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Tenable Network Security Podcast - Episode 45

Welcome to the Tenable Network Security Podcast - Episode 45

Hosts: Paul Asadoorian, Product Evangelist & Kelly Todd, Compliance Analyst



  • Crack The Hashes! - There are several tools available to crack hashes, including John The Ripper and Ophcrack. This new tool called "Hashcat" looks really nice! It's able to crack multiple hashes (MD5, SHA, MySQL, NTLM, etc.), is multi-threaded, and claims a high rate of password cracking. I think it's important to note that someone could easily buy a fast server "in the cloud" and use this software to crack lots of passwords, lowing the time and cost associated with password cracking. This should cause you to implement more and better defenses than just an MD5 hashes password protecting your database. Don't forget to check out oclHashcat which uses graphics cards' CPU to crack the passwords!
  • Tinkering With Registry Allows LNK Patch to install on XP SP2 - Neat little trick! Of course, you could just install SP3...
  • Windows Kernel Bug 0-Day - Exploitable? - I tend not to base my risk decision too much on the "exploitability" factor. The truth is there could be people out there with the knowledge and skills to exploit a vulnerability that most are saying is next to impossible to exploit. Also, maybe they are just stringing us along and really do have a working exploit. In any case, if there is a bug or vulnerability, it should be patched. If patches break things, well, you should test them first. If you run software that is easily broken by a patch, then you should buy new software because there is a greater risk (and cost) of running bad software to run your business then there is that it will be exploited.
  • "Smartphone Security" - First, what the heck is a smart phone? I heard someone ask the question earlier today, and I began to think about that it really was. At the end of the day, a smartphone a computer with a cell phone built-in. I mean, its clunky to carry around a laptop and hold it to your ear to talk, so they just made them smaller. In all facets, it's just a small computer. In that sense, it should come as no surprise that it will be attacked just like your computer. Chris Wysopal stated that smartphones are now at the point the PC was in 1999. Amen brother, this is just the beginning.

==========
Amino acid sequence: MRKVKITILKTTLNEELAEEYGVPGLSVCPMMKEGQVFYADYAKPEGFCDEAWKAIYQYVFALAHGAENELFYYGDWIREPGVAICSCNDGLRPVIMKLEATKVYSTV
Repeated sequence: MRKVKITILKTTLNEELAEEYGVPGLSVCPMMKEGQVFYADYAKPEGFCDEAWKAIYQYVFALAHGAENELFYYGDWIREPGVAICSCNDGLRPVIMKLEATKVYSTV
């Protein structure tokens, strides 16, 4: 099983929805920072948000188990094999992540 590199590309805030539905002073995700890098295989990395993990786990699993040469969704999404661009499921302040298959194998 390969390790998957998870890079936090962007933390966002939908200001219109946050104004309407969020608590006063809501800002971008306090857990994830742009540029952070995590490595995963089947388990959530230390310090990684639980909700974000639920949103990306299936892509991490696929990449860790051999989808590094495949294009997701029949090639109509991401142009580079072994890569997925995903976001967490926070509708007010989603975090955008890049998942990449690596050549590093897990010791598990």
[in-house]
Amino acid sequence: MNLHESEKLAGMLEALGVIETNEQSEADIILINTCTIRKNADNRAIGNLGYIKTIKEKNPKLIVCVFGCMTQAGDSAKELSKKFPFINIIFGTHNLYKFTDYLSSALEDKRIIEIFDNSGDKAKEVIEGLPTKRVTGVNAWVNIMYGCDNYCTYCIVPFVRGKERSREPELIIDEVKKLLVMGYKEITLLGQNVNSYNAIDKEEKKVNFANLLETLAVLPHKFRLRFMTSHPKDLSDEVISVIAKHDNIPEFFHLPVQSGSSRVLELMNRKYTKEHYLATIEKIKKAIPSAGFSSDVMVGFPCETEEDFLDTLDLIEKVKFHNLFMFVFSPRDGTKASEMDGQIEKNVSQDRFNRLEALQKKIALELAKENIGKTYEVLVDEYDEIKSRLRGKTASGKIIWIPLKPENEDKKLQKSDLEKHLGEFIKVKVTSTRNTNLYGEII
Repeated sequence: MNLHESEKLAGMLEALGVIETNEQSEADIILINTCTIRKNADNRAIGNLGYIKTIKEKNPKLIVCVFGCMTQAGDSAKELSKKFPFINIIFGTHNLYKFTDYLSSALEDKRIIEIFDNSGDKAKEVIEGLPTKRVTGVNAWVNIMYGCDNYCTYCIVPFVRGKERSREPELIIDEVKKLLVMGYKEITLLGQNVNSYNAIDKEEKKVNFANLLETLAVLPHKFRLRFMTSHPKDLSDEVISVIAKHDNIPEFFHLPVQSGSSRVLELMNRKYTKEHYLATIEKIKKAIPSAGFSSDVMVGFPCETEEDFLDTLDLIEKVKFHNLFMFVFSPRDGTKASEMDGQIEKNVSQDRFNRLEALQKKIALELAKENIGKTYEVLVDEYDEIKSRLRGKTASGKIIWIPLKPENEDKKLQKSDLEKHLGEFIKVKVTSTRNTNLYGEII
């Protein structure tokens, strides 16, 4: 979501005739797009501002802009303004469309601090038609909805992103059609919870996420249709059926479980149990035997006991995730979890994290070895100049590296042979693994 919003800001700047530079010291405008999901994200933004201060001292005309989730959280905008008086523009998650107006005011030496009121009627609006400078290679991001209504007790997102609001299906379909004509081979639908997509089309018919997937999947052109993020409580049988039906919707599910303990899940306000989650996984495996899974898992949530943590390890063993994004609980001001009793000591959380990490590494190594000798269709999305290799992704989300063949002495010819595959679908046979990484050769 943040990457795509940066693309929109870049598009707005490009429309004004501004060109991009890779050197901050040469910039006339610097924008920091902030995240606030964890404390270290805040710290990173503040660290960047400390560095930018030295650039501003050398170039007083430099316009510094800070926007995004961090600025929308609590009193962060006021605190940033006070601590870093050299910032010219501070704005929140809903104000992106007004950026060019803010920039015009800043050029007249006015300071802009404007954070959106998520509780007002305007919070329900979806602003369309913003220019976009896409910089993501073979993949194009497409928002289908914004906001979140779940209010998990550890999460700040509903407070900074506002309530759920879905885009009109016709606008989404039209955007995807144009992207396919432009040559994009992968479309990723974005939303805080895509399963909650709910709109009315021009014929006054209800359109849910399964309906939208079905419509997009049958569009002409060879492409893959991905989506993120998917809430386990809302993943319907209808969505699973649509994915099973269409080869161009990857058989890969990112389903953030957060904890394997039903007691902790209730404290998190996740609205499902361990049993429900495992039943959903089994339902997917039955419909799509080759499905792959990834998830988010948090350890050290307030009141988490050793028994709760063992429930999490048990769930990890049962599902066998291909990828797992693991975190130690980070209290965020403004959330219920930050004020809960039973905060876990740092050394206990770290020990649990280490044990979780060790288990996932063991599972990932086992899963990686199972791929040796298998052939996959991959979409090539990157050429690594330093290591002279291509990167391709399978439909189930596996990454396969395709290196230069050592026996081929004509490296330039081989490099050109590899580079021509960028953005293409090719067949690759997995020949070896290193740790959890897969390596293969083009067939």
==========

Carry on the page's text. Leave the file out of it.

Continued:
• Auditing your Kiosks - iKat is a great tool to audit your Internet terminals and Kiosks. It's a web site that you browse to when using a kiosk and provides several different ways to break-out of the kiosk environment and get to the operating system. The new version adds some features, such as newer exploits, Silverlight, and an "emo-kiosking" which crashes the kiosk in an attempt to break out. I suggest that organizations use this tool in your lab to test how difficult (or easy) it would be for someone to walk up to one of these machines and install malware on it or use it to attack the rest of the network.
  • Fuzzing Barcode Readers With LED - This is so cool: "The LED is turned on for sections of the barcode that should be white (this simulates reflected light), and off for black sections of the barcode (very little reflected light)." It could be a really neat kind of attack if you could create a barcode that were to inject malicious code into the system. You could create barcodes and stick them anywhere, hoping to get your code to run!

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